There is no question that Andy Reid has done a great deal for the Philadelphia Eagles franchise. He's turned a poorly-run, losing organization into a perennial contender. He's given the City of Brotherly Love reason to believe that every year could be their year.
But sometimes even that is not enough. The Philadelphia Eagles look lost. They've blown fourth-quarter leads in each of the past two games, they're playing schemes that do not suit their players, and their franchise QB is being exposed far too often.
In short: Andy Reid is being out-coached in every sense of the word. Mike Smith and Tom Coughlin (with all due respect) are not elite strategists or legendary motivators. Neither (arguably) is considered a top 5 or top 10 coach in the NFL. Yet both Coughlin and Smith managed to out-motivate, out-think and out-maneuver Andy Reid.
For Philadelphia fans, this isn't the first time their team has been beaten due to poor coaching. But one thing is becoming clear: Andy Reid might not have what it takes to win a Super Bowl.
Sometimes a change is needed. Here are four out-of-work coaches that could come in and lead the Eagles to the promised land.
There is no question Brian Billick is a brilliant football mind and a talented coach. During his time as the offensive coordinator for the Vikings, he was a pioneer, and orchestrated some of the most deadly offensive attacks in the history of the NFL.
When Billick was offered the head coach job with the Baltimore Ravens, all he did was win a Super Bowl in his second year, with Trent Dilfer as the QB. From there, things went downhill. Part of that slide was cap-related, part of it was personnel-related and part of that was Billick simply failing to find an innovative "fix" for the Ravens' offense.
In Philadelphia, Billick wouldn't have to look far to find offensive weapons comparable to what he had in Minnesota. DeSean Jackson and Jeremy Maclin are both game-breaking receivers in the mold of Cris Carter and Randy Moss. LeSean McCoy is simply the most dangerous all-around back in the NFL. Brent Celek is just as good as Robert Smith. And then there's Steve Smith, Jason Avant, Ronnie Brown and Mike Vick.
Putting a mind like Billick's behind offensive firepower like that can only result in good things. Defensively, Billick was the head coach for the Ravens. He knows a thing or two about stopping opponents.
Yes, I know. Bill Parcells is retired. But with Parcells, "retirement" is more or less a fluid concept.
To date, Parcells has retired four times for the NFL. Three of those retirements ended when the Tuna was lured back to the sidelines after a mountain of money was thrown his way by a frustrated owner. Jeffrey Lurie, the owner of the Philadelphia Eagles, has already demonstrated his willingness to spend mind-blowing amounts of money in order to bring the Lombardi Trophy to the City of Brotherly Love. After dropping nearly $230 million this offseason, what's another $10 or $20 million to bring Parcells to town?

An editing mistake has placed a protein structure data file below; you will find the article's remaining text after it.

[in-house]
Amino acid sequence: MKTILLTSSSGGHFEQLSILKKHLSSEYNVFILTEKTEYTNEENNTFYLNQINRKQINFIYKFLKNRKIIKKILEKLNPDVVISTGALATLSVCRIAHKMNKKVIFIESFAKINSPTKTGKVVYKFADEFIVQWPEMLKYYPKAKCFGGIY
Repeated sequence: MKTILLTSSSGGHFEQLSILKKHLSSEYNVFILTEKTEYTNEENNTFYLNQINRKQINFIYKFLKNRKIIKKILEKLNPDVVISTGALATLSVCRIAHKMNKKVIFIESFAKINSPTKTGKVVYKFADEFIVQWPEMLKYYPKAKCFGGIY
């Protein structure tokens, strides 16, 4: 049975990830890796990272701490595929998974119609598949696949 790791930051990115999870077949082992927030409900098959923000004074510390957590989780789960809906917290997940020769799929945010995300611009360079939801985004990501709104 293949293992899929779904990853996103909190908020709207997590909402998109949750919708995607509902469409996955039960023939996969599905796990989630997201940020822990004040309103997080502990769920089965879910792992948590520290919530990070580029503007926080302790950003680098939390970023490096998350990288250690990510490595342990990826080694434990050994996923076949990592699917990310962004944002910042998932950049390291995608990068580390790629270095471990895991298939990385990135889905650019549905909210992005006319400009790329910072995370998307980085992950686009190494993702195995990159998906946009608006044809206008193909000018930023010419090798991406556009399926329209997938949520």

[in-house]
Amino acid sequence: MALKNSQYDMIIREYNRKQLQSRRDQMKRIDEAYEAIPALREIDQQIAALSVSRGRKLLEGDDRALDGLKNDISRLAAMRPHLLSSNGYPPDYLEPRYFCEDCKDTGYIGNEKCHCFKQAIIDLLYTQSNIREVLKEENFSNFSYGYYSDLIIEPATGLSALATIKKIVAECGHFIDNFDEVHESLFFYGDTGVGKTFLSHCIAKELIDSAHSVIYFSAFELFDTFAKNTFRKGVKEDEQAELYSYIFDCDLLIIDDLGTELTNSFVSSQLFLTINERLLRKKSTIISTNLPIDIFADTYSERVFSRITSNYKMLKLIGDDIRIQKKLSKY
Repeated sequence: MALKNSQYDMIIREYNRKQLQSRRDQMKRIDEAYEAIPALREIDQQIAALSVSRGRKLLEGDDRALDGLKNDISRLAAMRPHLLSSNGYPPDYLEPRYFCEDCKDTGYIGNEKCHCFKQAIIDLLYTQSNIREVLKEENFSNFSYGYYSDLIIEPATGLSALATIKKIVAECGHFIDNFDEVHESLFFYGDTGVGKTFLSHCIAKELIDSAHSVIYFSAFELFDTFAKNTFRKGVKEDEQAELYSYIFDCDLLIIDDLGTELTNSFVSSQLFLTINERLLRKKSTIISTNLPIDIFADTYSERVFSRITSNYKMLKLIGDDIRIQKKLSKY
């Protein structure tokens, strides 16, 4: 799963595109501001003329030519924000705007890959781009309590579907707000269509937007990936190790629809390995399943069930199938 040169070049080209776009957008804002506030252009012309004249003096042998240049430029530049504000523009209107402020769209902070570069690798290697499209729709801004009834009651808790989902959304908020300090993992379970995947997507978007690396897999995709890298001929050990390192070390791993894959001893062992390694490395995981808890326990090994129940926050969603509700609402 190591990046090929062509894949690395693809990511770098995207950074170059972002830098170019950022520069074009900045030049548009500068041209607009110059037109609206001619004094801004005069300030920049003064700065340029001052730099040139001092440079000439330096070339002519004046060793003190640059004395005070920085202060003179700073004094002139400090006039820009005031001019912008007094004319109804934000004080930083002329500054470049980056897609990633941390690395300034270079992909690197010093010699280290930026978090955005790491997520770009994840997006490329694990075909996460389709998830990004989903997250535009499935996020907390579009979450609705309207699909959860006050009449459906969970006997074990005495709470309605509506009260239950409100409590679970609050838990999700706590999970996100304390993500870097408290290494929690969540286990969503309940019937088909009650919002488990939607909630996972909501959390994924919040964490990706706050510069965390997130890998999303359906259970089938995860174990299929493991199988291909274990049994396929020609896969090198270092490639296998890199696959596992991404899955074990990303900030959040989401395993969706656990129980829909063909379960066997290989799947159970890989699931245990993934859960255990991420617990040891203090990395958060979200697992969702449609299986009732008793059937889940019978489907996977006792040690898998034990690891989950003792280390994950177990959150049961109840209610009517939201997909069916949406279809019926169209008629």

In terms of football IQ and team development, Parcells is as good as it gets. Plain and simple, he just knows the game. He evaluates talent as well as anyone in the league, he knows how to motivate players and he lives to win.
If the Eagles want someone who will use their players properly, who can motivate the team and who will never be out-coached, they should give Parcells a call. It may be expensive, but that's the nature of the Tuna.
There is no question that Jon Gruden is a phenomenal football coach. He's incredibly intelligent, he's a perfectionist and he has absolutely zero tolerance for failure. Just ask his former players.
Gruden is an offensive guru, a coach who has proven to be capable of scoring points with less-than-elite offensive players. His lone Super Bowl win came on the shoulders of journeyman QB Brad Johnson and with "skill" players Keyshawn Johnson, Keenan McCardell, Mike Alstott and Michael Pittman.
Put Gruden in Philadelphia with the Eagles' offensive weapons, and there will certainly be some fireworks. If nothing else, the Eagles will never again come out as flat as they did in Week 2 and Week 3.
As far as coaches go (employed or otherwise), Cowher belongs near the top of the list.
He's a defensive savant, a legendary motivator, a no-nonsense coach and a phenomenal football mind. Cowher demands the respect of his players, and they give it willingly. He expects all-out effort and a no-quit attitude, and he gets it.
In his 15 seasons as the head coach of the Steelers, Cowher went 149-90-1, posting losing records in only two of those campaigns. He won the Super Bowl in 2005, and built the team that won it in 2008.
Plain and simple, if the Eagles want to win a Super Bowl this season, they need to fire Andy Reid and call Bill Cowher. If there is a coach not named Bill Belichek who knows how to turn the Eagles' defense into an elite unit, it's Cowher.